His Holiness stated that this was the practice of great masters of the past and is a practice he himself has followed. It’s because the nature of the mind is clear light that we can reduce and eliminate ignorance. This makes us masters of our own destiny.
Another Buryat student enquired why more women than men seemed to be interested in the spiritual life. His Holiness conceded that he’s noticed that in the West, for example, there are more Christian nuns than monks. He speculated that women may be more aware of how dependent we all are on each other. He declared that the Buddha had given the same opportunities to men and to women inasmuch as both could receive monastic ordination.
A young woman from Moscow was interested to know how Buddhism had been affected by greater interaction with other cultures and systems of knowledge in recent times. His Holiness told her that at the time of the Buddha, followers of what later became the Pali Tradition did not scrutinize what he had taught. Later, the masters of the Nalanda Tradition employed reason extensively. Those like Nagarjuna and Chandrakirti had very sharp, independent minds. Chandrakirti taught that nothing exists by itself; things only exist by way of designation, which is a very subtle interpretation of the Middle Way. Other great scholars were unable to accept this because of fear of the notion that nothing exists the way it appears.
His Holiness emphasized that because wisdom is the antidote to ignorance, investigating different ways of thinking in the light of reason is immensely important. This approach, typical of the Nalanda Tradition, is what has enabled His Holiness and thousands of scholars from the monastic centres of learning in South India to engage fruitfully with modern scientists.
After a year in which students have related to their teachers and studied online and His Holiness himself has taught regularly online, he told a young Kalmyk woman that when it is possible, direct personal communication has its own benefits. However, no Buddhist alive today has met the Buddha. What he taught has been preserved in Tibetan in the 100 volumes that record his words, the 220 volumes of subsequent Indian treatises and the 10,000 works by Tibetan scholars and the minds of those who read them. It’s a living tradition.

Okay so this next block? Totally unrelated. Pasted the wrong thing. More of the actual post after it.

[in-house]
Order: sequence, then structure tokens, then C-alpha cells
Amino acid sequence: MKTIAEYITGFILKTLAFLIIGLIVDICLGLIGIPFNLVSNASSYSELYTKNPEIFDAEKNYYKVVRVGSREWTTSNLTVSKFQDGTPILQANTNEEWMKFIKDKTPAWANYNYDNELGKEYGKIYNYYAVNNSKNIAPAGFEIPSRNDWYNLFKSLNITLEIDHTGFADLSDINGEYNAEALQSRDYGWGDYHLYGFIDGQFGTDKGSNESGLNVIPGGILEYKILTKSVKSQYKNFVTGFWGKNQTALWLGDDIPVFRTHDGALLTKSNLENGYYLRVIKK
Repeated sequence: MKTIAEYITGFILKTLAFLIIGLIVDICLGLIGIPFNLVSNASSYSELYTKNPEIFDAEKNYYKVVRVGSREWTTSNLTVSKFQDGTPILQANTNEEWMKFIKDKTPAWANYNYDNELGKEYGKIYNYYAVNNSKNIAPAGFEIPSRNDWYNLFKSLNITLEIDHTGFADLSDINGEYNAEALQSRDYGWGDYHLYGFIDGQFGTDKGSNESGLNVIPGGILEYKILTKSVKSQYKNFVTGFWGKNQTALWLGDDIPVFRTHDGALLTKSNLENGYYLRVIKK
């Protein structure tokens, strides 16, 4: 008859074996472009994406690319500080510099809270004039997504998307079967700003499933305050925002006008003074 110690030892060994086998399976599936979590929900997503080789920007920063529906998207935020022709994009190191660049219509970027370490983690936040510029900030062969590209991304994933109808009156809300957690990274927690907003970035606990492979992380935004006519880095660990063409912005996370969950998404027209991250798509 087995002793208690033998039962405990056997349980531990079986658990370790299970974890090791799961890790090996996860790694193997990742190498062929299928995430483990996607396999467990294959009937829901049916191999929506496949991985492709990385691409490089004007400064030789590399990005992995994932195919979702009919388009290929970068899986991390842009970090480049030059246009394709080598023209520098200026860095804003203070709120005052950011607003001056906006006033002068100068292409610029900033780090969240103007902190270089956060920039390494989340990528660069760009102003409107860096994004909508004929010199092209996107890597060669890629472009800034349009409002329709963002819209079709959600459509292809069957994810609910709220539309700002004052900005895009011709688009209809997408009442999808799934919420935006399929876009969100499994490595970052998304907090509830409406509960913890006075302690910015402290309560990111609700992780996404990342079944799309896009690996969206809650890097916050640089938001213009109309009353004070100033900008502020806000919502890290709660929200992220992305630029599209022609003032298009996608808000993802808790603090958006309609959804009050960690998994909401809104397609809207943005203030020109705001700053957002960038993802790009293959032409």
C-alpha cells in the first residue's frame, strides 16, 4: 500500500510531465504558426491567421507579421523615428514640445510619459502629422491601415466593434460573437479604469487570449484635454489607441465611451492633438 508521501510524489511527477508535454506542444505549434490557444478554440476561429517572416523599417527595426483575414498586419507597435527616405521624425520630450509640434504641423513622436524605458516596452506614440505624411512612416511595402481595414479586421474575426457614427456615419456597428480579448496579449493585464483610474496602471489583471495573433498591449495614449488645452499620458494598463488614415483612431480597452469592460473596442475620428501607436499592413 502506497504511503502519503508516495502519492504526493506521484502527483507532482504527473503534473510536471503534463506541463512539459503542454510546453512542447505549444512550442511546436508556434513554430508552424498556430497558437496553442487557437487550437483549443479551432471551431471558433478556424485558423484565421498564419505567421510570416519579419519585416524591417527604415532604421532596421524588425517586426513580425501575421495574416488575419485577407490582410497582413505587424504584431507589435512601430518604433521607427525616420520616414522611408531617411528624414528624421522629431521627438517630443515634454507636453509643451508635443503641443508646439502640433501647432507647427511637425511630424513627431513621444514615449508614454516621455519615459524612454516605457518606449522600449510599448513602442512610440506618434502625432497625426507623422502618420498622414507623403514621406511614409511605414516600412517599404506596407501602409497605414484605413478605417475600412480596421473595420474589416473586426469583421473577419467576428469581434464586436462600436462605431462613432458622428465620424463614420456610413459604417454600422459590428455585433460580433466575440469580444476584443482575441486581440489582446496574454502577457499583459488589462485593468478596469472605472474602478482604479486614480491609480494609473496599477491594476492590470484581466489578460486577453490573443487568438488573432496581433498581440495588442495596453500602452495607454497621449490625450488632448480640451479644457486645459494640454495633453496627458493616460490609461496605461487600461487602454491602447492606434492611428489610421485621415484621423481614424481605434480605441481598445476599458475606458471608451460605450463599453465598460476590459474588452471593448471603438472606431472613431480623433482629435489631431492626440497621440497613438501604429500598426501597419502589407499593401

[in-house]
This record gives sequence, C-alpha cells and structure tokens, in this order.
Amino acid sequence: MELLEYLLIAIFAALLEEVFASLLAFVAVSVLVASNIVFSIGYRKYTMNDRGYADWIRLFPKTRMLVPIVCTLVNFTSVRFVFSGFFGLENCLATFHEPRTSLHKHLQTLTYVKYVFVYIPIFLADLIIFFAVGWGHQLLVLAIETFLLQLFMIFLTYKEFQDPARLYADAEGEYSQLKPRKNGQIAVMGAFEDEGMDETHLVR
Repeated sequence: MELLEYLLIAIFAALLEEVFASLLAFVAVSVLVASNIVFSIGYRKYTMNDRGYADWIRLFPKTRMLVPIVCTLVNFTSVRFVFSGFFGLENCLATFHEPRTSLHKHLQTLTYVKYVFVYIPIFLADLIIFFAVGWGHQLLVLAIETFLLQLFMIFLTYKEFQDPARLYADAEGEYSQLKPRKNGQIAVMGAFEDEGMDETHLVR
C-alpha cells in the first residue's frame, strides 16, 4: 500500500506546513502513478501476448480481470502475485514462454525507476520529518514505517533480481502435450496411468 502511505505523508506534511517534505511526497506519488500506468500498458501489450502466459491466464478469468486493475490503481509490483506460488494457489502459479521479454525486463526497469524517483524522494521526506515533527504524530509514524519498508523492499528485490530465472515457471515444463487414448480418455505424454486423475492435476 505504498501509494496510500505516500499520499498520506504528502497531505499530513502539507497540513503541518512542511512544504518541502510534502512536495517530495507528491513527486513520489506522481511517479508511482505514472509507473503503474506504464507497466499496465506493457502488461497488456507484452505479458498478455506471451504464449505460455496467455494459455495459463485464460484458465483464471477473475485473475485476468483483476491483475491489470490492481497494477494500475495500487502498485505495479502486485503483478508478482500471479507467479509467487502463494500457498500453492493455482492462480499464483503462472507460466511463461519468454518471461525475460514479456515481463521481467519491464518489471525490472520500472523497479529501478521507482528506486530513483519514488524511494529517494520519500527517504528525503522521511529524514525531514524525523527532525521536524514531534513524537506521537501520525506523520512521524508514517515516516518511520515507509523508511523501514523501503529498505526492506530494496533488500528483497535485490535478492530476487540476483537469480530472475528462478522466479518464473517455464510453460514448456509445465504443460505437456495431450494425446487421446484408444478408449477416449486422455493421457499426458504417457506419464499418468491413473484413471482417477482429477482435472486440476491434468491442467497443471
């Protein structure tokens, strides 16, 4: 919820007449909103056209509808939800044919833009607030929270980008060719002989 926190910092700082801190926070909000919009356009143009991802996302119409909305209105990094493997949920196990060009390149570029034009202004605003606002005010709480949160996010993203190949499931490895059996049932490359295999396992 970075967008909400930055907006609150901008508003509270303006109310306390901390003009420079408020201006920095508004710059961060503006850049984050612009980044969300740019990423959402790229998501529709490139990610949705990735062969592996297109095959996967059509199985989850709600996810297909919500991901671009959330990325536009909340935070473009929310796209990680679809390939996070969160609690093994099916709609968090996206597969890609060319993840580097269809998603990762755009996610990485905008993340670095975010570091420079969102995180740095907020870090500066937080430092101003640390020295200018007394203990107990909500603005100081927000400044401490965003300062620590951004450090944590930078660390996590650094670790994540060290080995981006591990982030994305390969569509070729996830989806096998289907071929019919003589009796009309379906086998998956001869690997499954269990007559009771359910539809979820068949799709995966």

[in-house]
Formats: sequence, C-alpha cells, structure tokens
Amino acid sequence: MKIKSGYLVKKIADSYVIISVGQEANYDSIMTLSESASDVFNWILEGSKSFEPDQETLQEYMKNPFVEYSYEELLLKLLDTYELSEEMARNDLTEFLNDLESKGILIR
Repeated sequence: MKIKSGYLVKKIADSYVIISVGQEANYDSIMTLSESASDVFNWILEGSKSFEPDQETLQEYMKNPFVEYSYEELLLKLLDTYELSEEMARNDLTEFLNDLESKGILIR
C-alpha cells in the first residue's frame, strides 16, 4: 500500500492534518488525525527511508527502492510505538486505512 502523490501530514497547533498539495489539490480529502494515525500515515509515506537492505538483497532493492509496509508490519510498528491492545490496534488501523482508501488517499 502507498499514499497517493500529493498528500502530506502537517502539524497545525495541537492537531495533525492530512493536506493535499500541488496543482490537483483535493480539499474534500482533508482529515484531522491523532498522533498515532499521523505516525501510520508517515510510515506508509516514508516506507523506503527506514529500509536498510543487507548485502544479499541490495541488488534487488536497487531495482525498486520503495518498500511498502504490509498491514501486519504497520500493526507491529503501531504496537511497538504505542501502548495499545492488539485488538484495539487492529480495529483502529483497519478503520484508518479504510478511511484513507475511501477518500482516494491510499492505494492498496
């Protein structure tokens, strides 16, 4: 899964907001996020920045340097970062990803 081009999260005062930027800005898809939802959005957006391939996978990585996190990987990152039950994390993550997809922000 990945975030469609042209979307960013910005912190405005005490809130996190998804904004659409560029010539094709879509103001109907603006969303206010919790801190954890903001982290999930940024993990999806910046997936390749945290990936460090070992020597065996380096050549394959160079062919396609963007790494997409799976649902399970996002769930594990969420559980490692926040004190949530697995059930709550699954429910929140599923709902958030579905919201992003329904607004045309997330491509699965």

His Holiness assured a St Petersburg student that from a Buddhist point of view everything depends on us. This galaxy arises because of our karma. If we train our minds, cultivating altruism and wisdom we can put an end to the cycle of existence. Mind has no beginning or end. So long as it is shrouded in ignorance, we remain sentient beings. But once ignorance has been eliminated our mind becomes the mind of a Buddha.
However, His Holiness rejects giving in to difficulties that may arise because they are ‘the result of our karma’. He stressed that there are few situations that cannot be changed and that negative karma can be countered by creating positive karma. His Holiness explained that faced with circumstances beyond our control it’s good to be patient, but it is not appropriate to be patient with the suffering in general. Since we each have Buddha nature, it’s much better to try to fulfil it by overcoming ignorance and suffering.
With regard to relations between science and Buddhism, His Holiness remarked that when he was in Tibet, he had virtually no contact with scientists, although as a child he was naturally curious. In India and elsewhere he has been able to meet with scientists and engage in discussions with them. Subsequently, the study of science has been included in the curriculum of the monastic centres of learning. Monks and nuns have learned about the physical world. Scientists have learned about the workings of the mind and emotions, as well as ways to cultivate and preserve peace of mind. His Holiness outlined the varying subtlety of different states of mind.
As to how to maintain peace mind when there is so much trouble in the world, His Holiness cited the example of problems that arise because of global heating. Many of them, such as hurricanes and wild-fires, are beyond our control. However, by cutting our use of fossil fuels and turning instead to renewable sources of energy, such us solar and wind power, we can curtail the carbon emissions that are at the root of the problem.
The moderator, Prof Nikolai Yankovski thanked His Holiness for his helpful answers. He told him it had been a great pleasure to be in touch with him.
In his final advice, His Holiness noted that some Russian republics have traditionally been Buddhist. “People who haven’t had the opportunity to study, who only engage in saying prayers and performing rituals shouldn’t be content with that. Study as much as you can. Compare what you learn with science. Bring the Nalanda Tradition alive. Thank you and see you again.”